Gold filigree hinged bangle
A gold filigree hinged bangle, formed as two dragons, joined at their muzzles by a movable pin. The domed sides of the bangle are decorated with floral scrolls. The dragon’s heads are realistically modelled with horns, bulging eyes and strong jaws. The gold filigree is overall well polished.
This intricately designed filigree gold bangle is based on two dragons playing with a magic pearl, which has for centuries been an auspicious motif in Chinese iconography. Bangles of a similar design are known to have been made in other materials and were worn by royal consorts in the Qing Court, such as a jadeite bangle in the National Palace Museum, Taipei. This type of exquisite filigree work was famously made in the Guangdong silversmith workshops, located in the south of China. Several similar dragon bangles are known to have been brought back to the United States in the mid-19th century, such as an almost identical example in the collection of the China Trade Museum, illustrated in the publication Chinese Export Silver – A Legacy of Luxury. Another closely comparable gold filigree bangle, dated to the late 18th – 19th century, is in the Freer and Sackler Gallery, the Smithsonian’s Museum of Asian Art (fig. 1). A pair of solid gold bangles and two pairs of gold bracelets with a similar design were in the Qing Court collection and are now in the Palace Museum, Beijing.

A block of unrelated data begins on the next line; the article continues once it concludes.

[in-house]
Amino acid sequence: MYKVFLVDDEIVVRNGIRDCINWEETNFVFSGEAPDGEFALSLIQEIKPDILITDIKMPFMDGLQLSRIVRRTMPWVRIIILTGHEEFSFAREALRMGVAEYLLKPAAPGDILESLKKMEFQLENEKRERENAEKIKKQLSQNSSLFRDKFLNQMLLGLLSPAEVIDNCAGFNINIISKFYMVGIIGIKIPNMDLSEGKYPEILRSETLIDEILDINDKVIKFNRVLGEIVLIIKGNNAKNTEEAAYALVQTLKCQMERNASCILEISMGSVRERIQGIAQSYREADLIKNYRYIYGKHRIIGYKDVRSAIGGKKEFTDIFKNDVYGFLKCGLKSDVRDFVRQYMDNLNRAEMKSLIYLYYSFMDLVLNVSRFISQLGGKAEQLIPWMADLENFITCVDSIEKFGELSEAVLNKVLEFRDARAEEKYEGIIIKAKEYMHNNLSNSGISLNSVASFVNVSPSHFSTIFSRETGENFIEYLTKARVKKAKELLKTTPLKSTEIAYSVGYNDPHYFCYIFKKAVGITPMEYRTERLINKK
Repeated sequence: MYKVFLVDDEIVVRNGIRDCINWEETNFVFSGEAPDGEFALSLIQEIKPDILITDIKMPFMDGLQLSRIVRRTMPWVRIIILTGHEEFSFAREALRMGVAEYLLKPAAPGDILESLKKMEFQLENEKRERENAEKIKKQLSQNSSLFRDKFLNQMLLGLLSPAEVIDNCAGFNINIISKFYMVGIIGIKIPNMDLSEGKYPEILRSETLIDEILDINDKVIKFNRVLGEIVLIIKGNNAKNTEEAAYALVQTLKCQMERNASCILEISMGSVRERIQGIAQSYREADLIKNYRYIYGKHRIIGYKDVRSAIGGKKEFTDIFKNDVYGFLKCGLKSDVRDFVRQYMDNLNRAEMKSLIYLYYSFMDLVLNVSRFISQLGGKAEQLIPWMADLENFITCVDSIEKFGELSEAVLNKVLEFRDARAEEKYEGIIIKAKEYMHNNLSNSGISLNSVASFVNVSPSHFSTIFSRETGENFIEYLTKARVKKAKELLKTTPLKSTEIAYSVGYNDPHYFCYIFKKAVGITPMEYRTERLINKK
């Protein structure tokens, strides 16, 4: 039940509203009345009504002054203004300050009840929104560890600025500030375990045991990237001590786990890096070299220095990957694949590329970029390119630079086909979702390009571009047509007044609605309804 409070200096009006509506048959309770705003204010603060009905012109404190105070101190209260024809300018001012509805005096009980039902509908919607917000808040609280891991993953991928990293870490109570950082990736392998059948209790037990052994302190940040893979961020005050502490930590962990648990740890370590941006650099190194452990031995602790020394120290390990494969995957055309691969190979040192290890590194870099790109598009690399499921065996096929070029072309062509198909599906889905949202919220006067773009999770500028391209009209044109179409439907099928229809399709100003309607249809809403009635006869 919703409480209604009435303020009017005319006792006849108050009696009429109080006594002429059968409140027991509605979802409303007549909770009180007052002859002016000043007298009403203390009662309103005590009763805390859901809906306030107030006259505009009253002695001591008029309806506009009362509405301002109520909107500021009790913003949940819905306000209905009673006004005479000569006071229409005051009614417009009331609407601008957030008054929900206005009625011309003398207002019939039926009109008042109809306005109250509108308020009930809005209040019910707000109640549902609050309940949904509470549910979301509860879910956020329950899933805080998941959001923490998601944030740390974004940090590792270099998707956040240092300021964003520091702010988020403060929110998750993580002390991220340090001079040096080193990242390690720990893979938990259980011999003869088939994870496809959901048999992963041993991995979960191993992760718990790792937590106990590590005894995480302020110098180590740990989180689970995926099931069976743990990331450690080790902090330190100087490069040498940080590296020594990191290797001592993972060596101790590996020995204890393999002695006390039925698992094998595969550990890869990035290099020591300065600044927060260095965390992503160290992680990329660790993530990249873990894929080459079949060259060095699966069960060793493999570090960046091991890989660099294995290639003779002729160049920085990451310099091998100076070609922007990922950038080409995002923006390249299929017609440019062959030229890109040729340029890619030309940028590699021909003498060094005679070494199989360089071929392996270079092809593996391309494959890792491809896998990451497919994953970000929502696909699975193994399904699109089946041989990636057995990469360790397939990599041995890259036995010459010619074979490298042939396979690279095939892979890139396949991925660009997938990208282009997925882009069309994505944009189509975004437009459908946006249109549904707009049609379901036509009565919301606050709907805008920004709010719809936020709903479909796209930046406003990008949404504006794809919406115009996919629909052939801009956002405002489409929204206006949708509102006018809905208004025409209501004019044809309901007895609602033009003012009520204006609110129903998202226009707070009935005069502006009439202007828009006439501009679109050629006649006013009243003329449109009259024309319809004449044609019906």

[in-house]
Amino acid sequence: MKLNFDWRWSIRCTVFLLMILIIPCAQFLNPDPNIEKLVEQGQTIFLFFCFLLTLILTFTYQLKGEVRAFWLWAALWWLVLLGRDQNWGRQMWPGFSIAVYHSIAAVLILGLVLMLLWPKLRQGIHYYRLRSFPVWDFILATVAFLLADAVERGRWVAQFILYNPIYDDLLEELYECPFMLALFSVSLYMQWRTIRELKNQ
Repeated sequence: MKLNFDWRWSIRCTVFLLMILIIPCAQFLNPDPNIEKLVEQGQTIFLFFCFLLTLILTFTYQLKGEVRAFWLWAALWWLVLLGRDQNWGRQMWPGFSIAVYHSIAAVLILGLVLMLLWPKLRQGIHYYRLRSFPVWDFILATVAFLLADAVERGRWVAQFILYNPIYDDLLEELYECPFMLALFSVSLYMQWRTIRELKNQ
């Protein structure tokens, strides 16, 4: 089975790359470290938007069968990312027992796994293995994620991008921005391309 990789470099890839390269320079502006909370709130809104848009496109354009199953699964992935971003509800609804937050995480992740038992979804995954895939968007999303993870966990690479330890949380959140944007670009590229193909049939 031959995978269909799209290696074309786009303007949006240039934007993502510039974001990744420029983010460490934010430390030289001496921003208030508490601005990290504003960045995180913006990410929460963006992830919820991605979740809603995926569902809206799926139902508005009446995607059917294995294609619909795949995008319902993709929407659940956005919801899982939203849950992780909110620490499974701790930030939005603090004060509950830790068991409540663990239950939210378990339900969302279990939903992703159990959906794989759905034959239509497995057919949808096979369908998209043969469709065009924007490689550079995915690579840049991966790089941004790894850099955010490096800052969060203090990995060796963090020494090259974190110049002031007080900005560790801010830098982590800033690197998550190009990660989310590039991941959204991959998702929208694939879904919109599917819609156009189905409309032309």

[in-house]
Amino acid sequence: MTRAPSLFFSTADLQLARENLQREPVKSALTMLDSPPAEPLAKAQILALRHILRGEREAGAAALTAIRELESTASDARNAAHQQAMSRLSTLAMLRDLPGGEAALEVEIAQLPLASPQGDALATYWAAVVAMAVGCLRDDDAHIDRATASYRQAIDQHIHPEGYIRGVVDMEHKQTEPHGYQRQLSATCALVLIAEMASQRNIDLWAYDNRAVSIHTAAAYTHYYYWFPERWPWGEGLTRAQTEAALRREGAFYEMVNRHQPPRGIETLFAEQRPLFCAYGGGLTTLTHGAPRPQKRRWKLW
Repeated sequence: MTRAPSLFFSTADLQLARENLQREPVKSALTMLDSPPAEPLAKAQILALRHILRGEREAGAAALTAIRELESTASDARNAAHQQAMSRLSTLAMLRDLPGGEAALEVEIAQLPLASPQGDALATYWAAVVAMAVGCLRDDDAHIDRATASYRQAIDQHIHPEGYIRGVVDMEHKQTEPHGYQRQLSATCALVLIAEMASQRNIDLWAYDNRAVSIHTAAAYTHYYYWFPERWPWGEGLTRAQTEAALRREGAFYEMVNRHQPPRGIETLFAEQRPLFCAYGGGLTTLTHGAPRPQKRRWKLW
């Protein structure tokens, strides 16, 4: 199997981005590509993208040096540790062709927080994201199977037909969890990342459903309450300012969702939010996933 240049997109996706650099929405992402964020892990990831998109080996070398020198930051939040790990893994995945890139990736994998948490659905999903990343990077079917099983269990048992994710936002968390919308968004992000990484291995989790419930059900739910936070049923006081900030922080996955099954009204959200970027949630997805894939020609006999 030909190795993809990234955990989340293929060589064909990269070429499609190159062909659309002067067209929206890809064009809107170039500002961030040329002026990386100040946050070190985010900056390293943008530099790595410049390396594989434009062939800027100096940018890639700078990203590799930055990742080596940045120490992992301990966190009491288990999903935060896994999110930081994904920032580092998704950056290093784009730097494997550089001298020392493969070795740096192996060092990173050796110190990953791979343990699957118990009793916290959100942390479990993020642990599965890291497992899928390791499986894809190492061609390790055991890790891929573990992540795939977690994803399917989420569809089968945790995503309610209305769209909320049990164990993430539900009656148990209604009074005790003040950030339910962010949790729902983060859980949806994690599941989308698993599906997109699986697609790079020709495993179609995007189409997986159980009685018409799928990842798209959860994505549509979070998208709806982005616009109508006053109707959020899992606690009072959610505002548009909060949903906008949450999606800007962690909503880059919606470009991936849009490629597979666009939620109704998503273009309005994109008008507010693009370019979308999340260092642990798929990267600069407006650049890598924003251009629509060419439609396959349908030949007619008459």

Provenance: private collection, Europe
- The National Palace Museum, Taipei online collection archive, no. 故玉 1901
- Forbes, H. A. C. Chinese Export Silver- A Legacy of Luxury (A loan exhibition from the collection of the China Trade Museum), International Exhibition Foundation, Washington, D. C. 1984, no. 63
- The Freer and Sackler Gallery, the Smithsonian’s Museum of Asian Art, accession number: S2001.2
- Zhu, Jiajin, Jewelry and Accessories of the Royal Consorts of Ch’ing Dynasty, Forbidden City Publishing House, Peking, 1992, nos. 263 & 264, p. 114
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